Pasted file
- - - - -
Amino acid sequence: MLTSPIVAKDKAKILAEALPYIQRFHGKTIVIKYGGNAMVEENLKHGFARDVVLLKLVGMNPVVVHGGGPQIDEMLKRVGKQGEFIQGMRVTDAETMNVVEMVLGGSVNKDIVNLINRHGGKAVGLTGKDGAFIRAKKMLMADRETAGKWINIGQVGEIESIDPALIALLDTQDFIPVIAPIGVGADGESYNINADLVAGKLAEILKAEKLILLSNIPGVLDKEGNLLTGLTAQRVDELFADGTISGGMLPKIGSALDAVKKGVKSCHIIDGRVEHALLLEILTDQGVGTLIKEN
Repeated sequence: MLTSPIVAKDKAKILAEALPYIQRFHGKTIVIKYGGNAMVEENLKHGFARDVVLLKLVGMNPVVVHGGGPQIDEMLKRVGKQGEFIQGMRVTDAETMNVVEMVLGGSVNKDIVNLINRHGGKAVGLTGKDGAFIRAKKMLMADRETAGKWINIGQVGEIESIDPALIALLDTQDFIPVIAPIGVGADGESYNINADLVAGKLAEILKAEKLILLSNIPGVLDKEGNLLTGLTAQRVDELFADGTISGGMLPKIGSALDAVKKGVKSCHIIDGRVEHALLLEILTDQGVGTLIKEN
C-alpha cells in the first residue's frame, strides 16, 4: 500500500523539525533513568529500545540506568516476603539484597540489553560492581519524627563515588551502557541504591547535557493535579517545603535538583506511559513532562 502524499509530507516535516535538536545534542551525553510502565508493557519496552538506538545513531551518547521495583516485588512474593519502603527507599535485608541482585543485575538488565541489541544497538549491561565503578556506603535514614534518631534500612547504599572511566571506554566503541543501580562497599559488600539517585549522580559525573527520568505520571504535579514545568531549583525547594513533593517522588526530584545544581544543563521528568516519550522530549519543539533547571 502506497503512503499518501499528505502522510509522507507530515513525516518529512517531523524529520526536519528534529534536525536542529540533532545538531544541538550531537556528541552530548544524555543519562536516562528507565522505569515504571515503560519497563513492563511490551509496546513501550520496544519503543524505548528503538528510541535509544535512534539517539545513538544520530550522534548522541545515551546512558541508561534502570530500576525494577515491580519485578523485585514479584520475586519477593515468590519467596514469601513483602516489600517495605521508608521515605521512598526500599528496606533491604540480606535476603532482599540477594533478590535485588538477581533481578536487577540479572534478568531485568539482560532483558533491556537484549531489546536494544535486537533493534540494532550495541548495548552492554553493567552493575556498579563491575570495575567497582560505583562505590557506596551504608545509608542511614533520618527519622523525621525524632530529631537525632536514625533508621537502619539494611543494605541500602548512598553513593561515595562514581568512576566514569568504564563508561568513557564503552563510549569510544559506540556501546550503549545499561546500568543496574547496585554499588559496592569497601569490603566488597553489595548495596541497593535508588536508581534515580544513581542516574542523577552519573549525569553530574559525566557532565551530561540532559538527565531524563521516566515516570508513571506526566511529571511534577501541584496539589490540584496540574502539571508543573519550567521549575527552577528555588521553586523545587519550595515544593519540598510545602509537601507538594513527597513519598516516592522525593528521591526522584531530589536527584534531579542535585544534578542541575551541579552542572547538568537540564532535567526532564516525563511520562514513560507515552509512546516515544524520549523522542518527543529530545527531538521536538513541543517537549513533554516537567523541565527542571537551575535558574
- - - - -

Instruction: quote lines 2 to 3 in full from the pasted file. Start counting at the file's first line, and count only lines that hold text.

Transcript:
Repeated sequence: MLTSPIVAKDKAKILAEALPYIQRFHGKTIVIKYGGNAMVEENLKHGFARDVVLLKLVGMNPVVVHGGGPQIDEMLKRVGKQGEFIQGMRVTDAETMNVVEMVLGGSVNKDIVNLINRHGGKAVGLTGKDGAFIRAKKMLMADRETAGKWINIGQVGEIESIDPALIALLDTQDFIPVIAPIGVGADGESYNINADLVAGKLAEILKAEKLILLSNIPGVLDKEGNLLTGLTAQRVDELFADGTISGGMLPKIGSALDAVKKGVKSCHIIDGRVEHALLLEILTDQGVGTLIKEN
C-alpha cells in the first residue's frame, strides 16, 4: 500500500523539525533513568529500545540506568516476603539484597540489553560492581519524627563515588551502557541504591547535557493535579517545603535538583506511559513532562 502524499509530507516535516535538536545534542551525553510502565508493557519496552538506538545513531551518547521495583516485588512474593519502603527507599535485608541482585543485575538488565541489541544497538549491561565503578556506603535514614534518631534500612547504599572511566571506554566503541543501580562497599559488600539517585549522580559525573527520568505520571504535579514545568531549583525547594513533593517522588526530584545544581544543563521528568516519550522530549519543539533547571 502506497503512503499518501499528505502522510509522507507530515513525516518529512517531523524529520526536519528534529534536525536542529540533532545538531544541538550531537556528541552530548544524555543519562536516562528507565522505569515504571515503560519497563513492563511490551509496546513501550520496544519503543524505548528503538528510541535509544535512534539517539545513538544520530550522534548522541545515551546512558541508561534502570530500576525494577515491580519485578523485585514479584520475586519477593515468590519467596514469601513483602516489600517495605521508608521515605521512598526500599528496606533491604540480606535476603532482599540477594533478590535485588538477581533481578536487577540479572534478568531485568539482560532483558533491556537484549531489546536494544535486537533493534540494532550495541548495548552492554553493567552493575556498579563491575570495575567497582560505583562505590557506596551504608545509608542511614533520618527519622523525621525524632530529631537525632536514625533508621537502619539494611543494605541500602548512598553513593561515595562514581568512576566514569568504564563508561568513557564503552563510549569510544559506540556501546550503549545499561546500568543496574547496585554499588559496592569497601569490603566488597553489595548495596541497593535508588536508581534515580544513581542516574542523577552519573549525569553530574559525566557532565551530561540532559538527565531524563521516566515516570508513571506526566511529571511534577501541584496539589490540584496540574502539571508543573519550567521549575527552577528555588521553586523545587519550595515544593519540598510545602509537601507538594513527597513519598516516592522525593528521591526522584531530589536527584534531579542535585544534578542541575551541579552542572547538568537540564532535567526532564516525563511520562514513560507515552509512546516515544524520549523522542518527543529530545527531538521536538513541543517537549513533554516537567523541565527542571537551575535558574